Meet Leon Dimas, a quantitative researcher at G-Research - a leading quantitative research and technology company in London, UK.

In 2015, Leon graduated with his PhD in Civil Engineering, and started working at G-Research a few weeks later. Now, almost three years later, Leon is enjoying his time working in the quantitative finance industry and loves living in London.

The following is a Q&A session discussing how he balances his work-life and his career experiences with G-Research.

Leon feature photo

Did you expect to follow a career path in quantitative finance when you started your PhD?

Ever since I was young I have always been fascinated by finance, but it was more of a distant dream than anything else. Having started my university education in Civil Engineering, finance didn’t initially seemed like an option. At the time, I didn’t know anything about quant finance and had no idea a role as the one I have now even existed. However during the course of my PhD, through discussions with my peers, I started to learn about this new world and tried to steer my PhD research towards more applied math like topics in order to position myself for a finance role.

What made you consider quantitative research?

During the course of my PhD I grew very fond of the research process. Trying to figure out things not many others, or no one, had figured out before, however niche those topics might have been. I also very much enjoyed having the freedom to learn about and explore new things in my own time. Combining that with my curiosity for and interest in financial markets choosing a quantitative research was an easy decision.


What made you excited about the job during the interview?

Has that been a true representation of day-to-day life in your job?

Interviewing with firms that protect their IP closely (which many software companies and buy side financial firms do) is an interesting process. For understandable reasons it is often difficult to get much insight into the specifics of the job, so as a candidate your decision has to be complemented by other inputs. To me, that main input were my impressions of those that interviewed me. They all came across as intelligent, curious, and interested in exploring problems from different angles. I figured if people like that enjoy this job then most certainly so will I. And yes, two and a half years in there’s nowhere I’d rather be.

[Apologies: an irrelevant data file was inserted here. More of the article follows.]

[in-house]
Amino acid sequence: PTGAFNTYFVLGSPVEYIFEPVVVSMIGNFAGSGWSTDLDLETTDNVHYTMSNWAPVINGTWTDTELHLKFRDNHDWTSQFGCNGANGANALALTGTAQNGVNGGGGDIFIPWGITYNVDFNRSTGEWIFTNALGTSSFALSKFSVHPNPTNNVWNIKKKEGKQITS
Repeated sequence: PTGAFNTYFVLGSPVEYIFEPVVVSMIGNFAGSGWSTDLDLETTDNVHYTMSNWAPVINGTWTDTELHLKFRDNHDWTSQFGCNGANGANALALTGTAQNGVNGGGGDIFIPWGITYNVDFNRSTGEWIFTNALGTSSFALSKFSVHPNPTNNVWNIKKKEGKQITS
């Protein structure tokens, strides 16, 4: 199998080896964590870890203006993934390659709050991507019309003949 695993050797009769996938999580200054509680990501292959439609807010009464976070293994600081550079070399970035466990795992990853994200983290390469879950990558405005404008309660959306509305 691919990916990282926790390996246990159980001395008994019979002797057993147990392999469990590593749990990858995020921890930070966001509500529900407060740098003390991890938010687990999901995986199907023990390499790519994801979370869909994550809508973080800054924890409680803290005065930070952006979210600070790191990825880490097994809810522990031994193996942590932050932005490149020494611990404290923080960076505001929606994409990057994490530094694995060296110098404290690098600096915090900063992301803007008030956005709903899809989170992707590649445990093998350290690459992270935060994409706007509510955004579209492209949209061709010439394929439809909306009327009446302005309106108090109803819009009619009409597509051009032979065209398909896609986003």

What are the most important skills you need in order to be successful at your job?

Certainly a baseline knowledge of mathematics and statistics is a must. Given that we apply these tools to financial markets a curiosity and interest in finance is also necessary. On the more personal side, a never give up attitude is also a very important. At the end of the day, we’re trying to solve very difficult problems, difficult problems that many other smart people are also trying to solve. There will definitely be setbacks and the job definitely humbles you, but that makes your successes all the sweeter.

What aspects do you most enjoy about your job?

I’m a big fan of the academic environment. The atmosphere is very relaxed and as a quant researcher we can pretty much spend all our time doing what we all like the most, finding solutions to really interesting and challenging problems. There are no office politics and the performance metrics couldn’t be clearer cut, which is also a big motivational factor. As in most academic environments, professional development and scientific advancement is essential, and we have a sizeable catalogue of online learning resources, conference attendance is encouraged and training sessions if needed.

Looking back on your experience at MIT, what advice would you give yourself if you knew then what you know now?

I’d probably tell myself to engage in career fairs at an earlier stage. Even though one is not actively looking for a job, it’s a good idea to be informed of the types of opportunities that do exist so that you can position yourself accordingly. The job market for a PhD student is much larger than I imagined when I first started my PhD. And of course when you are actively looking for a post PhD career this is even more important. MIT Alumni Association is also a great resource here, if not to help you get an interview, at least to learn about different sectors, companies, roles etc. The more you know about the possibilities the more informed of a decision you can make.

What does “work-life balance” mean to you and what do you do to maintain a work-life balance?

To me work-life balance means having the opportunity to disengage from work when I leave the office. A great thing about being a quant at G-Research is that you don’t get any emails once you leave the office, no assignments that you have to do overnight or over the weekend and no alerts if something unexpected happens in the news world that is likely to affect financial markets in one direction or the other. Not only that, the office closes in the evening and on the weekend. Being here, it’s easy maintaining a work-life balance because the company helps you do it. It might actually be one of the biggest contrasts to my PhD life at MIT.

What is the biggest surprise in your career choice?

The freedom we have to explore the ideas and projects that we wish. We get to work on our own time, without deadlines or cumbersome bureaucracy (probably not the right word here, just trying to say, diplomatically, that we don’t need to deal with stuff like big project proposals, paper writing, etc.), focusing solely on coming up with new ways of predicting the future dynamics of financial markets.

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